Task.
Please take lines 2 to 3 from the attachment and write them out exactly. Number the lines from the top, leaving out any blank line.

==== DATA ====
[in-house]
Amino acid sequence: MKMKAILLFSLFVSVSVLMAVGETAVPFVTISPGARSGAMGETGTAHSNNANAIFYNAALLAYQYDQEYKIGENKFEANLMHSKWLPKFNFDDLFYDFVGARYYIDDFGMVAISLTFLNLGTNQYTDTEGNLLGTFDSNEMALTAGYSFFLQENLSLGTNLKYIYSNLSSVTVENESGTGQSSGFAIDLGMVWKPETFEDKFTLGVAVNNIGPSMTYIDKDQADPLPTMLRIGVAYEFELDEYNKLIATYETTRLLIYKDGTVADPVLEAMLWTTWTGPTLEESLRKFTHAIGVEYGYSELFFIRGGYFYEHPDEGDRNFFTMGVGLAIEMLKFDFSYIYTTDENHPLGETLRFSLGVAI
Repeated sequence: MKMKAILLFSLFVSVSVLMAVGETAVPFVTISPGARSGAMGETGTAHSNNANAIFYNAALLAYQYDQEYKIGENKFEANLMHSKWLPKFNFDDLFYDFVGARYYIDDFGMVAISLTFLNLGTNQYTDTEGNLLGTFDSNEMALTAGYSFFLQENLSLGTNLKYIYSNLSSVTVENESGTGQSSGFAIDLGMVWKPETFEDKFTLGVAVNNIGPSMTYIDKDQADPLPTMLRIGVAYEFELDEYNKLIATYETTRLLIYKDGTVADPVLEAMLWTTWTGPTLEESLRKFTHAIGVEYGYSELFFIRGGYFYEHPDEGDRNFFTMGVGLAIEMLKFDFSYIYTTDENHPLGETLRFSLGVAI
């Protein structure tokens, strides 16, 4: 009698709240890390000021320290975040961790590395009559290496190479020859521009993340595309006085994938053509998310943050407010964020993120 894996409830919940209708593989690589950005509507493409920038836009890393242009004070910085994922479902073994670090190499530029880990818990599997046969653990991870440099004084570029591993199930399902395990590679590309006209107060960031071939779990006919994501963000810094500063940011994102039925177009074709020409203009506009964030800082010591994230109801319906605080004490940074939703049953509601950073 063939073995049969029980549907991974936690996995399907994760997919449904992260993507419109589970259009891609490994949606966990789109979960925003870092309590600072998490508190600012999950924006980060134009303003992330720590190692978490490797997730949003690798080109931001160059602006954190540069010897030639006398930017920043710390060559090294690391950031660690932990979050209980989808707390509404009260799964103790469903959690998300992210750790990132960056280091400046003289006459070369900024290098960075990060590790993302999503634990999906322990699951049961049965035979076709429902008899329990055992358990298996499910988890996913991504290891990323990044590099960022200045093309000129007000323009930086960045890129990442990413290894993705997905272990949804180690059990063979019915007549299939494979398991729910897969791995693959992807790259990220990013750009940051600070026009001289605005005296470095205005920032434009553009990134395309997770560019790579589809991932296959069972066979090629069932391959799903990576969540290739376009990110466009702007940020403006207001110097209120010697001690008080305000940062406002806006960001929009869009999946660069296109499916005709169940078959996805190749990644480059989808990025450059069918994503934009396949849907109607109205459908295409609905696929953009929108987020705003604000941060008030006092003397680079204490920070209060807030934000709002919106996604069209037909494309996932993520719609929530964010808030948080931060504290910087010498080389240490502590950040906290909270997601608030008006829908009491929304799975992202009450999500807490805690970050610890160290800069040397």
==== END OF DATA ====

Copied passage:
Amino acid sequence: MKMKAILLFSLFVSVSVLMAVGETAVPFVTISPGARSGAMGETGTAHSNNANAIFYNAALLAYQYDQEYKIGENKFEANLMHSKWLPKFNFDDLFYDFVGARYYIDDFGMVAISLTFLNLGTNQYTDTEGNLLGTFDSNEMALTAGYSFFLQENLSLGTNLKYIYSNLSSVTVENESGTGQSSGFAIDLGMVWKPETFEDKFTLGVAVNNIGPSMTYIDKDQADPLPTMLRIGVAYEFELDEYNKLIATYETTRLLIYKDGTVADPVLEAMLWTTWTGPTLEESLRKFTHAIGVEYGYSELFFIRGGYFYEHPDEGDRNFFTMGVGLAIEMLKFDFSYIYTTDENHPLGETLRFSLGVAI
Repeated sequence: MKMKAILLFSLFVSVSVLMAVGETAVPFVTISPGARSGAMGETGTAHSNNANAIFYNAALLAYQYDQEYKIGENKFEANLMHSKWLPKFNFDDLFYDFVGARYYIDDFGMVAISLTFLNLGTNQYTDTEGNLLGTFDSNEMALTAGYSFFLQENLSLGTNLKYIYSNLSSVTVENESGTGQSSGFAIDLGMVWKPETFEDKFTLGVAVNNIGPSMTYIDKDQADPLPTMLRIGVAYEFELDEYNKLIATYETTRLLIYKDGTVADPVLEAMLWTTWTGPTLEESLRKFTHAIGVEYGYSELFFIRGGYFYEHPDEGDRNFFTMGVGLAIEMLKFDFSYIYTTDENHPLGETLRFSLGVAI